Artichoke Nutrition Facts
Artichoke Nutrition Facts
Artichokes make a useful addition to a healthy diet because they are very high in antioxidants. The phytochemicals in artichokes help strengthen the immune system and prevent the oxidation of free radicals that results in damage to the cells and increased the likelihood for debilitating diseases. Artichokes contain the pigments chlorophyll and beta-carotene that account for their frequently observed bright green color. The beta-carotene absorbed by the body is capable of being converted, to vitamin A. In addition, research suggests that beta-carotene may be useful in slowing down the progression of certain types of cancers. Some of the other important phytochemicals in artichokes are silymarin, cynarin, chlorogenic acid, caffeic acid, and inulin.
Flavonoids are the collective name given to a large group of phenolic compounds that plants produce to protect them from fungal parasites, herbivores, pathogens, and cell injury due to the oxidation of free radicals. Silymarin is included in this group, and artichokes are probably the only dietary source of it. Silymarin is a strong antioxidant that animal studies suggest helps protect the liver against cancer and other diseases.
The cynarin in artichokes alleviates digestive disorders, lowers blood cholesterol, and improves clotting time. Chlorogenic acid and caffeic acid, from which it is derived, are potent antioxidants shown to play a significant role in the prevention of stomach cancer in animals. Artichokes are also an excellent course of inulin, which helps keep blood sugar levels from spiking and is, therefore, helpful to diabetics.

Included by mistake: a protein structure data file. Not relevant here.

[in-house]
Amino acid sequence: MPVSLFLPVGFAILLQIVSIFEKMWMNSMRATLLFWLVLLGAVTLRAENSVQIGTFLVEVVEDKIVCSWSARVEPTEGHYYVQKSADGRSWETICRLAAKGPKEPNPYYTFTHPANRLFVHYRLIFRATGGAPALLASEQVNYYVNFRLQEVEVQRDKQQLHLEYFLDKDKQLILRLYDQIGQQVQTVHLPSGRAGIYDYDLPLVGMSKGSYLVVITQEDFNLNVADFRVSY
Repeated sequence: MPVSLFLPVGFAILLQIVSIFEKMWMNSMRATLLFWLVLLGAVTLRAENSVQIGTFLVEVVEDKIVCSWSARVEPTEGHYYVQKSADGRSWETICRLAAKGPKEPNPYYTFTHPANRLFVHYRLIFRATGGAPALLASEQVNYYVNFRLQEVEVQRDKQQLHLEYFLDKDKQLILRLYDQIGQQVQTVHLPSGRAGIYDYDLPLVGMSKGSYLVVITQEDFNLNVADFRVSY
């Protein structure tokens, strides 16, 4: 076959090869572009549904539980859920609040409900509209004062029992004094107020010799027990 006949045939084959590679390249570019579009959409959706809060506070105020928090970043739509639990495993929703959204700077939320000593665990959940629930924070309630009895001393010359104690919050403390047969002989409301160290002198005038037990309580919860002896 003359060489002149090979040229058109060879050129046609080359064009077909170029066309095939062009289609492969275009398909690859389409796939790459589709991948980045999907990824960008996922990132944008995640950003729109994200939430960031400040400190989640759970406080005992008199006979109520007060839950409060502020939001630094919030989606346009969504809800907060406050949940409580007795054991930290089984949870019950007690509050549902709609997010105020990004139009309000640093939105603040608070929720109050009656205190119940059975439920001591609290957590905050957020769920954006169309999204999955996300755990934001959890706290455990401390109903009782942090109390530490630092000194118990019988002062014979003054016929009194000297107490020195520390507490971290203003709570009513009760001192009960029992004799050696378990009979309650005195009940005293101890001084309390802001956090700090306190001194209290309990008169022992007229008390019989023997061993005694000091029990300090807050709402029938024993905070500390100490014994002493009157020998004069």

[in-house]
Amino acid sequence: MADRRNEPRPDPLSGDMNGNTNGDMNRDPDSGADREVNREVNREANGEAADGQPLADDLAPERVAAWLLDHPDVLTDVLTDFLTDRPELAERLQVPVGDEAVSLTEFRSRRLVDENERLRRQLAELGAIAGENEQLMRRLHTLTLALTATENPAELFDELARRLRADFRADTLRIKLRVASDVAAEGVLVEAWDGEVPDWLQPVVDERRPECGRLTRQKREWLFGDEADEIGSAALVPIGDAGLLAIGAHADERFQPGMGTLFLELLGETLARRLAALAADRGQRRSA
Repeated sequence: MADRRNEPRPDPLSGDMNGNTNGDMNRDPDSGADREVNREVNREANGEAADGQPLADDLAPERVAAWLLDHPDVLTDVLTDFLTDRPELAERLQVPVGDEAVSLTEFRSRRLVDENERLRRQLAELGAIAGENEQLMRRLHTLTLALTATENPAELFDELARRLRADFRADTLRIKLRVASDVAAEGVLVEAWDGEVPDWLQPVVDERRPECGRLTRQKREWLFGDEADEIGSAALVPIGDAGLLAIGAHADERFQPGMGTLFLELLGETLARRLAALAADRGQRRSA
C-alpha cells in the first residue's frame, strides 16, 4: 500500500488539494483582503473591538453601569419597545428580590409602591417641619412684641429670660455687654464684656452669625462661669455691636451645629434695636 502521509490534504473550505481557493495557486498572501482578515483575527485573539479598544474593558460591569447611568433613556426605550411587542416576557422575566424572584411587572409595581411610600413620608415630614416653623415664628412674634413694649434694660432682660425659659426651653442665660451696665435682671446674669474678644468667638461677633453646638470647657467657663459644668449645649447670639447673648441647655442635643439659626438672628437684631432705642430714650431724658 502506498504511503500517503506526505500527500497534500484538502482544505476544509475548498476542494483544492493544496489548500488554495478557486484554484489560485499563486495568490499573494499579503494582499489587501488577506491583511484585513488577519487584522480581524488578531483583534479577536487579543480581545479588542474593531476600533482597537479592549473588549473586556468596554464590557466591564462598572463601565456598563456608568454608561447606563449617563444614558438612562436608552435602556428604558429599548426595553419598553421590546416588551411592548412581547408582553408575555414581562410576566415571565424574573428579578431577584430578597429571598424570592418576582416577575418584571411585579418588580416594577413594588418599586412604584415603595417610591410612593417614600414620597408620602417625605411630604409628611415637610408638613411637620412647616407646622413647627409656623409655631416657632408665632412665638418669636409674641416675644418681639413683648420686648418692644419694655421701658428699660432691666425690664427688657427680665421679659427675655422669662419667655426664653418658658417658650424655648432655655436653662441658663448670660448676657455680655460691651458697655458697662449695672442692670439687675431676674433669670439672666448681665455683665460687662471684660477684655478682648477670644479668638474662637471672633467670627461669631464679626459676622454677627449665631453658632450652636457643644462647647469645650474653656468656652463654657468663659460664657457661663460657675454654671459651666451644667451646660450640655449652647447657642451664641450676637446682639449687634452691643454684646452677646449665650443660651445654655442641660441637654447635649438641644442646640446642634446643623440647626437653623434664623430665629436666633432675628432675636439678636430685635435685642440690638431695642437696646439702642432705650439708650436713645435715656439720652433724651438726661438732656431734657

A medium artichoke contains only 60 calories and virtually no fat, which makes it a suitable food for reducing diets. Artichokes are also a very good source of fiber and several essential vitamins and minerals, including vitamin C which is yet another powerful antioxidant. A vitamin C rich diet helps keep the skin healthy and builds up the immune system.
A medium artichoke contains about 10 grams of fiber, which is more than a quarter of the DV, along with 25% of the DV of vitamin C, 22% of the DV of folate, and 19% of the DV of magnesium. Or you can have a 12-ounce serving of prepared artichokes containing 16% of the DV of fiber and 10% of the DV of vitamin C, folate, and magnesium. Artichokes also contain small amounts of potassium and the B complex vitamins (thiamin, riboflavin, niacin, and B6), as well as zinc, copper, and pantothenic acid.
Alleviating Digestive Problems
Artichokes are very easy to digest, making them an excellent food for patients who are convalescing. Furthermore, the phytochemical cynarin in artichokes increases the production of bile and may thereby alleviate the symptoms of digestive disorders such as irritable bowel syndrome (IBS) along with conditions characterized by poor fat assimilation.
Studies with guinea pigs showed that the phytochemicals in artichokes can alleviate disturbances in the gastrointestinal tract by halting spastic movements in the intestines. Studies with humans have found that artichoke leaf extract can reduce the symptoms of both IBS and dyspepsia (pain the mid-abdomen). However, consult your healthcare practitioner before using artichokes to treat digestive disorders.